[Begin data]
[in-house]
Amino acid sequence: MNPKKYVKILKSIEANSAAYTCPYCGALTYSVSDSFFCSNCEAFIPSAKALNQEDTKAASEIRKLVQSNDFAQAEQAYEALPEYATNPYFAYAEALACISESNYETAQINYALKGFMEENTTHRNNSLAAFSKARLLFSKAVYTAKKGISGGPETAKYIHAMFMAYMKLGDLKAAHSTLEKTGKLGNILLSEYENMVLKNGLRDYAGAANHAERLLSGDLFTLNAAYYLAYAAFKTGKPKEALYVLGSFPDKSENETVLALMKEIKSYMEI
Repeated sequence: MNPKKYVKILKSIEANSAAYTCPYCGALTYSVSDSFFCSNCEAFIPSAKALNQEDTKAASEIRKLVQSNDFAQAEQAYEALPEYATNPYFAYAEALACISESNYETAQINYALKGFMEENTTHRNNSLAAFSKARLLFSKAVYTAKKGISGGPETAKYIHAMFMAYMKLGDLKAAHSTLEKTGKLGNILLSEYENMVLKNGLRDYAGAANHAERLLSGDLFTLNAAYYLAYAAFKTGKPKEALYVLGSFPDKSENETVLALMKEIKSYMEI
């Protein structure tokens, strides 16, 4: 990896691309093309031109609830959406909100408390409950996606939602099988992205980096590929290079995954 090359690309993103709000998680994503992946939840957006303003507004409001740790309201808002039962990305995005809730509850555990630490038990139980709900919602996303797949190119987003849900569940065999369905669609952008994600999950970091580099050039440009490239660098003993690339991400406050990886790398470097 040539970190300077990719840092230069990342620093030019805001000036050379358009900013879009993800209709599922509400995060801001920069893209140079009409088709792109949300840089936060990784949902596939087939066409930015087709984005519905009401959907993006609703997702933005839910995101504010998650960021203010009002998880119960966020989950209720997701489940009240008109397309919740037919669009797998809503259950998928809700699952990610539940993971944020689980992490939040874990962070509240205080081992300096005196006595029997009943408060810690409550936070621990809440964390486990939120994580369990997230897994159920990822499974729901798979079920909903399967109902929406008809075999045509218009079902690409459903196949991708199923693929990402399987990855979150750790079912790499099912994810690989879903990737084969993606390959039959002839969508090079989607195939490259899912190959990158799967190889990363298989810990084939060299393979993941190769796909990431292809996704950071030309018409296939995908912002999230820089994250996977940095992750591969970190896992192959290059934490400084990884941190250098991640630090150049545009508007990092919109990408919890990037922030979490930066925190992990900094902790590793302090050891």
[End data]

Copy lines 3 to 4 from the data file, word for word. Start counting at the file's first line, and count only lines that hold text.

Repeated sequence: MNPKKYVKILKSIEANSAAYTCPYCGALTYSVSDSFFCSNCEAFIPSAKALNQEDTKAASEIRKLVQSNDFAQAEQAYEALPEYATNPYFAYAEALACISESNYETAQINYALKGFMEENTTHRNNSLAAFSKARLLFSKAVYTAKKGISGGPETAKYIHAMFMAYMKLGDLKAAHSTLEKTGKLGNILLSEYENMVLKNGLRDYAGAANHAERLLSGDLFTLNAAYYLAYAAFKTGKPKEALYVLGSFPDKSENETVLALMKEIKSYMEI
């Protein structure tokens, strides 16, 4: 990896691309093309031109609830959406909100408390409950996606939602099988992205980096590929290079995954 090359690309993103709000998680994503992946939840957006303003507004409001740790309201808002039962990305995005809730509850555990630490038990139980709900919602996303797949190119987003849900569940065999369905669609952008994600999950970091580099050039440009490239660098003993690339991400406050990886790398470097 040539970190300077990719840092230069990342620093030019805001000036050379358009900013879009993800209709599922509400995060801001920069893209140079009409088709792109949300840089936060990784949902596939087939066409930015087709984005519905009401959907993006609703997702933005839910995101504010998650960021203010009002998880119960966020989950209720997701489940009240008109397309919740037919669009797998809503259950998928809700699952990610539940993971944020689980992490939040874990962070509240205080081992300096005196006595029997009943408060810690409550936070621990809440964390486990939120994580369990997230897994159920990822499974729901798979079920909903399967109902929406008809075999045509218009079902690409459903196949991708199923693929990402399987990855979150750790079912790499099912994810690989879903990737084969993606390959039959002839969508090079989607195939490259899912190959990158799967190889990363298989810990084939060299393979993941190769796909990431292809996704950071030309018409296939995908912002999230820089994250996977940095992750591969970190896992192959290059934490400084990884941190250098991640630090150049545009508007990092919109990408919890990037922030979490930066925190992990900094902790590793302090050891």